Helen walking amongst the angels and tombstones at Arnos Vale Cemetery

Helen Moss how to change a life

“Let’s talk about lives being changed,” says Helen Moss, as we chat in a café surrounded by the remains of about 300,000 people whose lives are beyond changing.

We’re meeting in a cemetery, to discuss life. This is the beautiful irony of Arnos Vale, the Victorian necropolis that’s been transformed into one of Bristol’s liveliest places for a walk, a chat, a concert or indeed a funeral.

It’s at the heart of Helen’s story, really, and Quartet’s own. Helen is a trustee of the Arnos Vale Cemetery Trust that runs the site, which was rescued in 2003 from slow dilapidation under private ownership.

Rescuing the tottering obelisks, falling angels and crumbling crosses was just the start of the trust’s challenges – they also found themselves responsible for a substantial block of money, designed to secure the cemetery’s future.

That’s where Quartet came in, explains Helen. “A charity like the one running Arnos Vale might not have the time or experience to manage a large endowment as well as everything else, so they can come to Quartet and ask them to watch over the money.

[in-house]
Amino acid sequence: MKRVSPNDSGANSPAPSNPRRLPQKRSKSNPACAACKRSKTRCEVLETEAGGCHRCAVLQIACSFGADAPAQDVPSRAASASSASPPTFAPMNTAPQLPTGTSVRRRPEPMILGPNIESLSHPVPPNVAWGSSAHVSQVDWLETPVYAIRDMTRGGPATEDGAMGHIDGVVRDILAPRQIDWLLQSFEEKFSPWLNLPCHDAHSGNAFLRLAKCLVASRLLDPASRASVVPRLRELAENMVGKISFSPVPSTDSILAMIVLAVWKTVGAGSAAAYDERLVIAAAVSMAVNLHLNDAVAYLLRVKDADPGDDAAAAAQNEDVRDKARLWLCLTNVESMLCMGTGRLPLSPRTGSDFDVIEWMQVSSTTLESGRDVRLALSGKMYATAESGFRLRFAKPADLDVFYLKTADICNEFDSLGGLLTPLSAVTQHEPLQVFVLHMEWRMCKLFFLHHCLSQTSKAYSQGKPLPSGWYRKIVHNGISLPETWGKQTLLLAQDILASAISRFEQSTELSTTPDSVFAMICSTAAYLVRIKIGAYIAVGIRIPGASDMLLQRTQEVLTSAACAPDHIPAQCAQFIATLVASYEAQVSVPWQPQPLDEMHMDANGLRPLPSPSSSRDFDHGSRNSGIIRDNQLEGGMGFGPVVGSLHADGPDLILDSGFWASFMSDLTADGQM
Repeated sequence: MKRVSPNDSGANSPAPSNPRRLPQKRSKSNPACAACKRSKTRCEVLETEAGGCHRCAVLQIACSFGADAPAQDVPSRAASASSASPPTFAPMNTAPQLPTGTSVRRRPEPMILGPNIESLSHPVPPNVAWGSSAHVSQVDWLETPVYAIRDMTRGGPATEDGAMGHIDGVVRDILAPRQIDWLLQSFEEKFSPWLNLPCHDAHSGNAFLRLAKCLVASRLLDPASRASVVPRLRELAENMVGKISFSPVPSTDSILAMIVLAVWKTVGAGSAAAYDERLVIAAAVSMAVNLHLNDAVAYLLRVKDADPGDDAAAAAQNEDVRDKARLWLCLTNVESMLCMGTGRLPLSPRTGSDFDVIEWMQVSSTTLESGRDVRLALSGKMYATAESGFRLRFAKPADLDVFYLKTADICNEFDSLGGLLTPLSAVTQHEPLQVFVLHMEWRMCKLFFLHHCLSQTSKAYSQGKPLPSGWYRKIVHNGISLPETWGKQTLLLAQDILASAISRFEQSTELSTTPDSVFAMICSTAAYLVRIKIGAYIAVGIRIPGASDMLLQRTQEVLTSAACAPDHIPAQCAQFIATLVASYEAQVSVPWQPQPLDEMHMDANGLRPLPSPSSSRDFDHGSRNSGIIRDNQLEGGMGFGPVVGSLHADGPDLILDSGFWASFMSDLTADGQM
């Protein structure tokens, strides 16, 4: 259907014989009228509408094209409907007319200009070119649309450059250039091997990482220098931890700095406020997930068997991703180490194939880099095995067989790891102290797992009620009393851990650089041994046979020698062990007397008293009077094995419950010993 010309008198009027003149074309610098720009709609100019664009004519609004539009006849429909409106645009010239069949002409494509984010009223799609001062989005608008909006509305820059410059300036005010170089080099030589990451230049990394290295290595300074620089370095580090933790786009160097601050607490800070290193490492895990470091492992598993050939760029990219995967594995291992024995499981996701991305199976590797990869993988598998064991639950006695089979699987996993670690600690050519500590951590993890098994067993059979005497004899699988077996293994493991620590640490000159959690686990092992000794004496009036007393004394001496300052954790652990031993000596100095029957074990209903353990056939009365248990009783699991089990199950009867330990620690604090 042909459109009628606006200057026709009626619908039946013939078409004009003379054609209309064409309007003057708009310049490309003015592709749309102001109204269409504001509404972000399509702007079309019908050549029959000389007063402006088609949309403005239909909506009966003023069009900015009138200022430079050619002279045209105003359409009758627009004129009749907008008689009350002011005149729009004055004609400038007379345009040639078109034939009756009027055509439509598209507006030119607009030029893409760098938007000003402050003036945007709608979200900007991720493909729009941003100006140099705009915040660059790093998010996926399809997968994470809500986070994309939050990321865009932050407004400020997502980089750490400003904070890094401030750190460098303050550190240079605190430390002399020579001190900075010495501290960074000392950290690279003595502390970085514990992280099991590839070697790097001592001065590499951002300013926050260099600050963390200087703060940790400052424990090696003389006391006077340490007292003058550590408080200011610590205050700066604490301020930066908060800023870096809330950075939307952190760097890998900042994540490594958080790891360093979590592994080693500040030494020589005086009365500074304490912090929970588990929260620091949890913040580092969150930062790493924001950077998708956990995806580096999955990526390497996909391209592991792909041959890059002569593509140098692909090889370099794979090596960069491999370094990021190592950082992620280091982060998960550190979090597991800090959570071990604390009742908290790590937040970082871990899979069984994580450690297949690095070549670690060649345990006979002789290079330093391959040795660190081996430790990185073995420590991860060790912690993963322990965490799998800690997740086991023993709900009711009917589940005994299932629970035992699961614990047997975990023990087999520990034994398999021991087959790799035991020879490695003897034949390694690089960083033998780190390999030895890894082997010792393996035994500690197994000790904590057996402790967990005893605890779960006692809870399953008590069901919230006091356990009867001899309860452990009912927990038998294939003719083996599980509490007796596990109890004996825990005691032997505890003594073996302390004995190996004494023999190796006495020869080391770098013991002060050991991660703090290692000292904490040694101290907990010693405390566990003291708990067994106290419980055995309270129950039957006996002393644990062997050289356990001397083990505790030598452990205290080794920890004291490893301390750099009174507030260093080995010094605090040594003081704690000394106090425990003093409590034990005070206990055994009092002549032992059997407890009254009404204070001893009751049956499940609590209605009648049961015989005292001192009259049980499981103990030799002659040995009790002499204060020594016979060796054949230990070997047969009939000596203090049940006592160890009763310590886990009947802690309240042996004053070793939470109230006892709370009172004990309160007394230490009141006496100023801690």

Helen is a trustee of Arnos Vale Cemetery, which was rescued from dilapidation in 2003.
Helen is a trustee of Arnos Vale Cemetery, which was rescued from dilapidation in 2003.

“Transferring charitable trusts is a really useful side to Quartet’s work. The trust can still access the income they need to run the cemetery, but the arrangement provides more long term security – it brings in a layer of financial scrutiny appropriate for such an important asset in terms of local heritage.”

Parking funds with Quartet also helps a charity to secure more funding. When the Arnos Vale trust successfully applied for a National Lottery grant, the trust was able to show it kept its money in expert hands, almost at arm’s length, and could be relied upon not to squander any of it.

The result is that, with their finances in good hands, the cemetery stays very much ‘alive’, as Helen says. “There’s so much happening here, it’s developing into a real community asset. We’ve just opened a woodland burial site, and at the same time we’ve had 200 people here watching a film outdoors. And there are the weddings – who’d have thought people would be getting married in a cemetery?!”

“There’s so much happening here, it’s developing into a real community asset ... who’d have thought people would be getting married in a cemetery?!”

-Helen Moss Former Director of Quartet